Same Old Thing in World of Surface Transportation
By Janet Kavinoky, Executive Director, Transportation & Infrastructure, U.S. Chamber of Commerce
Puxatawny Phil saw his shadow last week – six more weeks of winter if the little critter’s prediction is correct. I think what he was predicting, though, instead of whether the seasons will soon change, may have related to the current, never-ending winter of discontent for anyone who cares about our nation’s surface transportation funding program.
I’m one of those people who care greatly and here’s what I mean: on Monday like every day–I rolled over in bed, grabbed my phone to hit the snooze button, and opened up my email. I had the *joy* of reading the same transportation headlines and stories.
“We don’t need to raise money for transportation. And it’s not economically beneficial anyway. Just get rid of waste, fraud, and abuse! ” Claimed the Wall Street Journal. Again.
“We don’t need to raise the gas tax,” said the President of the United States, (and Rand Paul, and Barbara Boxer and several others). “We just need money from U.S. companies earning it overseas,” they said. Again.
“Incredible amounts of money are being wasted!” boomed a right-wing group on a Christian radio talk show, spouting details about the federal Highway Trust Fund (HTF) that are years outdated – their lines about the feds forcing states and communities to spend money on bicycle paths and other liberal priorities should have been retired when MAP-21 was passed and such practices rectified. The many Christians who took the time to tune in deserve better than misrepresentation of information on an issue that is as important to their economic wellbeing as it is to their ability to get around safely and efficiently.
Devolutionists [link to wherever devolutionist piece is uploaded] were in full force in community papers: “Don’t ask drivers or taxpayers to pay the federal government more for transportation. Let’s give the responsibility back to the states, ” (Where, by the way, they WILL still have to pay more.)
“We shouldn’t pay for anything *I* don’t think is valuable to *me*,” said other groups, about roads, or public transportation, or [insert your least preferred way of getting around here], on extremist blogs.
I feel like it’s Groundhog’s Day every day in transportation. Or Whack-A-Mole. Where instead of focusing on waste, fraud, and abuse, I’m spinning around, focused on disabusing people of the notions that come from tall tales, misinformation, misleading headlines and just plain myths. And the misleading commenters seem to apply the same level of rigor as America’s most famous groundhog to their claims and predictions.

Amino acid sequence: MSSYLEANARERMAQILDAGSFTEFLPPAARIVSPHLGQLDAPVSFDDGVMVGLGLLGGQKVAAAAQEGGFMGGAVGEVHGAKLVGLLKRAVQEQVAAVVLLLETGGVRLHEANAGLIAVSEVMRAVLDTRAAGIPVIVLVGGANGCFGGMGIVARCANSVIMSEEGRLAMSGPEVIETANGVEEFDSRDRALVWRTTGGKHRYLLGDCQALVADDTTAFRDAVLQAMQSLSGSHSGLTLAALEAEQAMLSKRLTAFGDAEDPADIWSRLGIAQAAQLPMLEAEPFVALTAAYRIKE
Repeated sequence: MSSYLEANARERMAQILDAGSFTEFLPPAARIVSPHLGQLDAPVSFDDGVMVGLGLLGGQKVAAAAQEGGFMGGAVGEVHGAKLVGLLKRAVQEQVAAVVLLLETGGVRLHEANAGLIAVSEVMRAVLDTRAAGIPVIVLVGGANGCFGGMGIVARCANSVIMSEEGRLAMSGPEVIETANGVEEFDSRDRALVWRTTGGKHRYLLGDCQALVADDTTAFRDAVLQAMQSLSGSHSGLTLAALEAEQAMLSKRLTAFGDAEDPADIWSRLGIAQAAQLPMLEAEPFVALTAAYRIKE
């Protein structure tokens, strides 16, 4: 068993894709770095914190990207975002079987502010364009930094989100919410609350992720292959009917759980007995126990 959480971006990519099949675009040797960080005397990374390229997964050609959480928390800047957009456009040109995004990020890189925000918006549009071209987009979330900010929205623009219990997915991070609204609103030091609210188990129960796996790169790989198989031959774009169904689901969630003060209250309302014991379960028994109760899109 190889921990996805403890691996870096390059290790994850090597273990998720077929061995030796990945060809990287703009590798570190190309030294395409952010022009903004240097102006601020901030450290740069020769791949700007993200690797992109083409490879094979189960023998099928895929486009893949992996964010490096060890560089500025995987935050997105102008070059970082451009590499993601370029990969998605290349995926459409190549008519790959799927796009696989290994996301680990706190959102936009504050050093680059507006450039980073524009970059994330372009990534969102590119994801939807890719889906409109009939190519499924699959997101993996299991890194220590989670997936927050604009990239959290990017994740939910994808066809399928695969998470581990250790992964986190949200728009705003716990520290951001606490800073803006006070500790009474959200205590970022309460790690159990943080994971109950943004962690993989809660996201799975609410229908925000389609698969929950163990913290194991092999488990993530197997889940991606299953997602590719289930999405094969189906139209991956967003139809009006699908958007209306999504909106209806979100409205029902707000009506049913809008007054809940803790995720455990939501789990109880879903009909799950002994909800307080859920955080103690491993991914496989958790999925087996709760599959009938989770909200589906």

I liked Coca-Cola’s #MakeItHappy advertisement during the Super Bowl last weekend. Because instead of negativity, accusations, and denial, we need a little more positivity in transportation policy. The U.S. Chamber’s energy is focused on getting everyone to yes, by applying the facts:
- Yes to the Federal government maintaining—and ideally increasing—its level of investment in highways and transit.
- Yes to getting back to long-term transportation bills—five, six, or more years.
- Yes to continuing the principle of having transportation users pay for their transportation infrastructure via the Highway Trust Fund (HTF) construct and supporting it with dedicated, ongoing, growing transportation-related revenue sources.
- Yes to building on the policy and programmatic reforms contained in MAP-21.
- Yes to complementing HTF funding with federal project financing assistance and encouraging public-private partnerships not just for the up-front capital, but also for their innovation, efficiency, and focus on total costs.
“No” is not an option, considering the state of America’s highways and public transit systems and the impact inaction will have on our nation’s economic success and that of communities across the country.
The Chamber and the Chamber-led Americans for Transportation Mobility (ATM) coalition will do all we can to educate Members of Congress on viable options and press for a solution before the May 31 expiration of MAP-21 and the next HTF cliff.
Help us get to “yes” by visiting FasterBetterSafer.org and asking your Member of Congress to make sure we don’t have to continue to endure Groundhog Day.
Americans and American businesses deserve transportation infrastructure that is efficient, sound and safe – Congress can’t ignore that forever, and a small increase in the federal gas tax/user fee is by far the least expensive way to make that happen.